LUSAIL, Qatar (AP) — Less than a month before the World Cup finals are held, Lusail City is strangely quiet.
Wide empty streets, idle lobbies and construction cranes are all over the posh neighborhood 20 kilometers (12 miles) north of the capital Doha, built to house World Cup fans and hundreds of thousands of residents of host country Qatar.
But with football’s biggest event underway, the empty futuristic city raises questions about how much use the infrastructure Qatar built for the event will get after more than a million football fans leave the tiny Gulf Arab country after the tournament.
Elias Garcia, a 50-year-old entrepreneur from San Francisco, visited Lusail City from Doha with a friend on a day when there was no football game at the city’s bowl-shaped, golden stadium.
“We came to look, but there’s not much here,” Garcia said, looking up at a huge crescent-shaped skyscraper behind him, designed to look like the curved swords on Qatar’s national emblem.
Across the street, a construction site was hidden behind a low fence, illustrated with desert scenes. “Everything looks like it’s under construction,” Garcia said. “It’s just empty lots with little walls that they’ve put up to make you think it’s in use.”
Driving north from Doha, Lusail City’s glittering skyline and marina are hard to miss. Pastel-colored towers that look like stacked crates rise from the desert. Wide avenues give way to zigzagging buildings, glass domes and clusters of neoclassical housing blocks. It is unclear if anyone lives in it. Most are advertised as luxury hotels, apartments or commercial office space. Cranes hang above many buildings.
Plans for Lusail City had been around since 2005, but construction gained momentum after Qatar won the rights to host the World Cup five years later. Backed by Qatar’s $450 billion sovereign wealth fund, the city is designed to be compact and pedestrian-friendly and is connected by Doha’s new metro and a light rail.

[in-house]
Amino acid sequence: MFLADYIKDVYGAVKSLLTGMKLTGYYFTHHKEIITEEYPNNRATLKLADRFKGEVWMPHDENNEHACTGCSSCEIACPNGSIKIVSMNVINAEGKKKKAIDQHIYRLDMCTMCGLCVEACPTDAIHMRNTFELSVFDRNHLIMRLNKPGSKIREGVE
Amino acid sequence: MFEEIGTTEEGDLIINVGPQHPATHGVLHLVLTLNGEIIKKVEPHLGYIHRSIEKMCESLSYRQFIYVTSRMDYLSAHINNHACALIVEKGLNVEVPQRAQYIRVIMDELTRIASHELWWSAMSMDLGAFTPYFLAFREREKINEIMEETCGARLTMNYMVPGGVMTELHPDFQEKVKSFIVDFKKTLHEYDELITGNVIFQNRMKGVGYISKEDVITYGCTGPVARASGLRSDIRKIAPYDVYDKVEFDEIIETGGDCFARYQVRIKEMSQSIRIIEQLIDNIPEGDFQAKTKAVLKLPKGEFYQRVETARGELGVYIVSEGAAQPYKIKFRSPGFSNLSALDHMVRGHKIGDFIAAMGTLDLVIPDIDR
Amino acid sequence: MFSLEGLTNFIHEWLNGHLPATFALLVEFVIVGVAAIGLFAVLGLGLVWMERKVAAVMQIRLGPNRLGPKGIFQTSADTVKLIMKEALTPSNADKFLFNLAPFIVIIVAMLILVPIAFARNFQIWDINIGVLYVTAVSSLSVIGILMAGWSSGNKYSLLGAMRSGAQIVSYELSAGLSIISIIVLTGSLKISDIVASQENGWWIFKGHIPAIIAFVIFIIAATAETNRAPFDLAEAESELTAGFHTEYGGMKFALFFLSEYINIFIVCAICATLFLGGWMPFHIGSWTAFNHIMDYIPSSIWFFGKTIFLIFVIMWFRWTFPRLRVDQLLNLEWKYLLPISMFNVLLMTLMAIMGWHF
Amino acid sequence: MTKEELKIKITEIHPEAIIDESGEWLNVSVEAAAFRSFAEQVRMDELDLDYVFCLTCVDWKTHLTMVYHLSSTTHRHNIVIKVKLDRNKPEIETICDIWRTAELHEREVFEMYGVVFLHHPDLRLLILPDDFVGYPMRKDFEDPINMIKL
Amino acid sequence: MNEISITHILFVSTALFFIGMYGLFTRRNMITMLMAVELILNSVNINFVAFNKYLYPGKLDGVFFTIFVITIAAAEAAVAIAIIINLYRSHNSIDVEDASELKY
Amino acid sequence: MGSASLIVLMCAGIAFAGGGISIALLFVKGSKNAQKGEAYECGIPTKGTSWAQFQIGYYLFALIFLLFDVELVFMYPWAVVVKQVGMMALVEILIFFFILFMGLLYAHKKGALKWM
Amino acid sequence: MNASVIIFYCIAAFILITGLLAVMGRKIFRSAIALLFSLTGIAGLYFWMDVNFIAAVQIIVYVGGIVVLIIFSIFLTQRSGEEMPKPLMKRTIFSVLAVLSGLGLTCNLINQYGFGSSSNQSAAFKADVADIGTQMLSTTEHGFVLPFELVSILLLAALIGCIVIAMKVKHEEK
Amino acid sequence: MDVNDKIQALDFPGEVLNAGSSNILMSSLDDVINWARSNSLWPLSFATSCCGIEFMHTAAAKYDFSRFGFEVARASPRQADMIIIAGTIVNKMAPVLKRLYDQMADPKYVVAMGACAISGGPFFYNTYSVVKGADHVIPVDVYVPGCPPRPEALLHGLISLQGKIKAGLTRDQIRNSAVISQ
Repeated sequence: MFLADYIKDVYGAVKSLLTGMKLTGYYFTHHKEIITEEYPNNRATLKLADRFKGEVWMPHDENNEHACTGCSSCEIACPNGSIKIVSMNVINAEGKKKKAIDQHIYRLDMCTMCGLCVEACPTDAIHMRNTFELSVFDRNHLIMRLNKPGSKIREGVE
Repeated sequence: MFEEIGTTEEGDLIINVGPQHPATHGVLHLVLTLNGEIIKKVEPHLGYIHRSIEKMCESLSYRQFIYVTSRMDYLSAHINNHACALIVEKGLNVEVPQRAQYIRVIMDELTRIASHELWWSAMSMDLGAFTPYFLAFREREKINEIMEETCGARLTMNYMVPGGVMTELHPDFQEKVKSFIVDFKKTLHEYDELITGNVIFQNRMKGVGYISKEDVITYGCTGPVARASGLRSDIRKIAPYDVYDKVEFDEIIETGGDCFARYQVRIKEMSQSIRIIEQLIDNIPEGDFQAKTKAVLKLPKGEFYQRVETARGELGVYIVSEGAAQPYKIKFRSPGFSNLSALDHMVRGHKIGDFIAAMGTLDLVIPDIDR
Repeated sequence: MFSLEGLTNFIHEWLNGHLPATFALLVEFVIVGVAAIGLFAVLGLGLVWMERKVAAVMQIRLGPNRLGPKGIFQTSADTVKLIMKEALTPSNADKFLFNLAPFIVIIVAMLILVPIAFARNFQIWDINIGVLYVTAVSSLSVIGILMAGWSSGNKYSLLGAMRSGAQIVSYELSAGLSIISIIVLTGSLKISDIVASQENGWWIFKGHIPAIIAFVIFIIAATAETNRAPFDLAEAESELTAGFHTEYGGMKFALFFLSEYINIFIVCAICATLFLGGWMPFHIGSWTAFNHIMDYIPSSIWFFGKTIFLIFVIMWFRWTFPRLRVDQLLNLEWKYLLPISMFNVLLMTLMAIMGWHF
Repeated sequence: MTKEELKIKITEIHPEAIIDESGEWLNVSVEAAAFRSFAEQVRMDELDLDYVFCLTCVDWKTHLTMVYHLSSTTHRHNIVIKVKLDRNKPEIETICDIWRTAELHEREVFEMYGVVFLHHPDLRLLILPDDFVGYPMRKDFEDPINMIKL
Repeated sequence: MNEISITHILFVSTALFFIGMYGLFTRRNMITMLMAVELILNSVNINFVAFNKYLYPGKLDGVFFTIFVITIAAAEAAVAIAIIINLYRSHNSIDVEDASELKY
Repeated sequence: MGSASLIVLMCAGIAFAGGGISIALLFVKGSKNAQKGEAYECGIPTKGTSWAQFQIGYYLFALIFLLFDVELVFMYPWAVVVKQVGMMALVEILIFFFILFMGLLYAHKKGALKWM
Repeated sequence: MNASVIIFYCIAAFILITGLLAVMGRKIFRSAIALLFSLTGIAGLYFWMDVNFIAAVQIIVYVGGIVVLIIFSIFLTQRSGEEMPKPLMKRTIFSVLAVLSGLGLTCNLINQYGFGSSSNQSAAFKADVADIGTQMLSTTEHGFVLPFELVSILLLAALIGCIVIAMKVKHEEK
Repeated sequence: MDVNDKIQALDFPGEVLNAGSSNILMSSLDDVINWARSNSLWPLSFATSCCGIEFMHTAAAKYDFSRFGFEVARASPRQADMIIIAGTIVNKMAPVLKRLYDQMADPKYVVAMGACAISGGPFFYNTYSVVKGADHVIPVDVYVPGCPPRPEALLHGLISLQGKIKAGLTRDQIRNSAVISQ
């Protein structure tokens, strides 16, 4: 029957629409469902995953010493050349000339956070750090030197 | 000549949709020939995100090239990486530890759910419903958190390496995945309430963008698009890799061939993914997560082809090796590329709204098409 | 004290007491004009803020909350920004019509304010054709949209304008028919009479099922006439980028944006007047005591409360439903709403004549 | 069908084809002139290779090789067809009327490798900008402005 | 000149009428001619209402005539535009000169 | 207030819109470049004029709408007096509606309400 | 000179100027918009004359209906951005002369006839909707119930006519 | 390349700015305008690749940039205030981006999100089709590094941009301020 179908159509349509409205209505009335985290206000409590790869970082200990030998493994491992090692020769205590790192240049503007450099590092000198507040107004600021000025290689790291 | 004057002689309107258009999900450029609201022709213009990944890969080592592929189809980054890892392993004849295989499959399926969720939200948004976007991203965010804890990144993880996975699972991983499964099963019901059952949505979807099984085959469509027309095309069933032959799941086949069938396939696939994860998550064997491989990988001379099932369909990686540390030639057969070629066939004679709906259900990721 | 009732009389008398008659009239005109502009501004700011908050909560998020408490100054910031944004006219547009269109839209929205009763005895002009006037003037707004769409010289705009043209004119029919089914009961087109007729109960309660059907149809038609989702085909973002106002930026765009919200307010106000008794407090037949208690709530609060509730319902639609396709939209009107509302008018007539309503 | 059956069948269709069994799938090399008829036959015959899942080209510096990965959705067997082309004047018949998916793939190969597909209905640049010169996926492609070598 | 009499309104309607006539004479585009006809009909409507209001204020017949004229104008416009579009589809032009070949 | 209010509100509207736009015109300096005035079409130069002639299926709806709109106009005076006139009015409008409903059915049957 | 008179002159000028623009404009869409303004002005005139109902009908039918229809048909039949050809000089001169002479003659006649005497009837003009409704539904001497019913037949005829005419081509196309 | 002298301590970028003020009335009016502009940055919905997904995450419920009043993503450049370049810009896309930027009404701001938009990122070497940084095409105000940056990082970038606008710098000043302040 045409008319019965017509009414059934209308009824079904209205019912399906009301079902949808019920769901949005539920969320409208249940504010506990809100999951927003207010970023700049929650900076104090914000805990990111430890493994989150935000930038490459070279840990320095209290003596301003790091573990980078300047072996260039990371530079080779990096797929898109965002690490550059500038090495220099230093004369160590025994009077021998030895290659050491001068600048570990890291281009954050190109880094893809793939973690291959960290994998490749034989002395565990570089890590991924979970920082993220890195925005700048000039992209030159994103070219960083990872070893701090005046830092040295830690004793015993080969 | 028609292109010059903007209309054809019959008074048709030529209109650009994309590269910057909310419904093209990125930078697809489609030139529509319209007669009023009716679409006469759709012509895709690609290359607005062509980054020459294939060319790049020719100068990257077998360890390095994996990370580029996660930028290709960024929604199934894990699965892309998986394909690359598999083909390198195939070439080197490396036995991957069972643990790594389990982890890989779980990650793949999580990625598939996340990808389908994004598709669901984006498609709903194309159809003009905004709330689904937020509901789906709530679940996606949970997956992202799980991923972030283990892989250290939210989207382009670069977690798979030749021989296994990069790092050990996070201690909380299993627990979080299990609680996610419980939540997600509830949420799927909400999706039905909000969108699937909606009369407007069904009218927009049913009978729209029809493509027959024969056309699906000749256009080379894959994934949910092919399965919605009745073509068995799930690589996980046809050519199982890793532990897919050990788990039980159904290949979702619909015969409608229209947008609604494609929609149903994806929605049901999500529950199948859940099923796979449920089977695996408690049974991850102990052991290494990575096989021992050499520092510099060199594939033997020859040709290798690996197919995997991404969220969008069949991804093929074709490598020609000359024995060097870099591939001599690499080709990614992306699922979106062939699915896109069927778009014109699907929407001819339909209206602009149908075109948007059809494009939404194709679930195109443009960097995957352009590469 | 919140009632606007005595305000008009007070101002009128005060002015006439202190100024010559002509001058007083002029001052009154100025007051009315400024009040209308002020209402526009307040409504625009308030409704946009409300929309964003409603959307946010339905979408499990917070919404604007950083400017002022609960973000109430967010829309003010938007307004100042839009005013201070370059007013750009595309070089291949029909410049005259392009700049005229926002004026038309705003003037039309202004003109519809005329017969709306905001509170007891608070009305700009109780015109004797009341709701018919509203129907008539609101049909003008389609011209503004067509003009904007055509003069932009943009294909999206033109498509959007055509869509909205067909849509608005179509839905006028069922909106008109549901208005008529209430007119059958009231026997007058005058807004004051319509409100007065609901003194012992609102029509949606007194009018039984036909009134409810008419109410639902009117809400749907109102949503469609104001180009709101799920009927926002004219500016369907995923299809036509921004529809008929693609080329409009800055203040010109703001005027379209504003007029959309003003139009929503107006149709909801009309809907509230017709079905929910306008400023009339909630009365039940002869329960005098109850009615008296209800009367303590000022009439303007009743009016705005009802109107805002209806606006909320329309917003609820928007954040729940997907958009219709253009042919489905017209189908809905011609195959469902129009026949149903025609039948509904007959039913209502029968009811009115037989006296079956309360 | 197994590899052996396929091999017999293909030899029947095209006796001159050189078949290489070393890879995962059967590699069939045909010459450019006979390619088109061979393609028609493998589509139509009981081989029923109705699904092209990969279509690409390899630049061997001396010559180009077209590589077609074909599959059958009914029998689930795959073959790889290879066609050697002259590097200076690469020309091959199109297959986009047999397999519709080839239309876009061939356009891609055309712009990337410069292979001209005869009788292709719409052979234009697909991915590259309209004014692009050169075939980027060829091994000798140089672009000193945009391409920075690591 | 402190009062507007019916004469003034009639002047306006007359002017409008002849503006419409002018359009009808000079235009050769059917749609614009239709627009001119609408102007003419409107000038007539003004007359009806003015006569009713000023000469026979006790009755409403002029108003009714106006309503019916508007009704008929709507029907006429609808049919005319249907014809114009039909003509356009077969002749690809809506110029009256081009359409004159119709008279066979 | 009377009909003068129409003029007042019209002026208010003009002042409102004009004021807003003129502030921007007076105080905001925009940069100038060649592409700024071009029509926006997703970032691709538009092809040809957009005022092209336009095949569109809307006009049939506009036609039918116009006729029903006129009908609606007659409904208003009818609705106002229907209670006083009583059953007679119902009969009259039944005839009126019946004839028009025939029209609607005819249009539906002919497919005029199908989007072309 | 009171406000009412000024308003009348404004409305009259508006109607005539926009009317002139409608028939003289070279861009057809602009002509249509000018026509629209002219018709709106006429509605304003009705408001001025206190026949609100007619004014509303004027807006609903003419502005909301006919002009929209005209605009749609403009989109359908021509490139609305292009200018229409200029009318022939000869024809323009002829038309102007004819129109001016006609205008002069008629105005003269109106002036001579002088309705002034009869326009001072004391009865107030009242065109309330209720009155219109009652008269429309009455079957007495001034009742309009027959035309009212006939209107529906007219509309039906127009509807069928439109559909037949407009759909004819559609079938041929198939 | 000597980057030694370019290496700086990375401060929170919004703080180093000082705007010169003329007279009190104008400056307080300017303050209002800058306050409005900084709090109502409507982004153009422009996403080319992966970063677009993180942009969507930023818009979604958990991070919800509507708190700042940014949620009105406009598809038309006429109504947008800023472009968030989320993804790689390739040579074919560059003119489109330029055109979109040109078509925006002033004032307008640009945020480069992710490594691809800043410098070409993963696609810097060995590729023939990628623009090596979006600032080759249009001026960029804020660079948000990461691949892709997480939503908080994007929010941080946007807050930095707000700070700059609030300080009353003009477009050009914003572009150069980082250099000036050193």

Fahad Al Jahamri, who manages projects at Qatari Diar, the real estate company behind the city backed by Qatar’s investment authority, has called Lusail City a self-contained “extension of Doha.”
Officials have also said the city is part of wider plans natural gas-rich Qatar has to build its knowledge-based economy – an admission of the type of white-collar workers the country hopes to attract to the city in the long run.
But reaching the goal of housing 400,000 people in Lusail City could prove difficult in a country where only 300,000 people are citizens and many of the 2.9 million residents are poor migrants living in camps, not luxury towers.
Even during the World Cup, Lusail City is noticeably quieter than Doha, itself the location where an incredible amount of construction has taken place over the past decade in preparation for the event.
On the Place Vendôme, a luxury shopping center named after the large Parisian square, many shops are not yet open. A few tourists snapped photos of the Lusail City skyline from the mall on a recent afternoon as cashiers chatted to each other. At a downtown building that houses the Ministry of Culture and other government offices, a security guard said nearly everyone had left by 11 a.m.
“Even on the subway, if you go on a day when there’s no game, there’s five to 10 people next to you,” Garcia said.
On the man-made Al Maha Island, a crowd of World Cup fans and locals lounged at a posh beach club, pulling shisha pipes and diving into a swimming pool.
Timothe Burt-Riley led workers to an art gallery that opened later that evening. The French gallery director said Lusail City – or at least Al Maha Island with its theme park, luxury boutiques, restaurants and lounges – would be a place where locals meet.
“This is a completely man-made island,” said Burt-Riley, “it’s pretty crazy what they can do.”
He said Qatar could find a way to use the infrastructure it has built for the World Cup, including seven new football stadiums, but admitted “it could take time”.
Follow Suman Naishadham on Twitter: @SumanNaishadham
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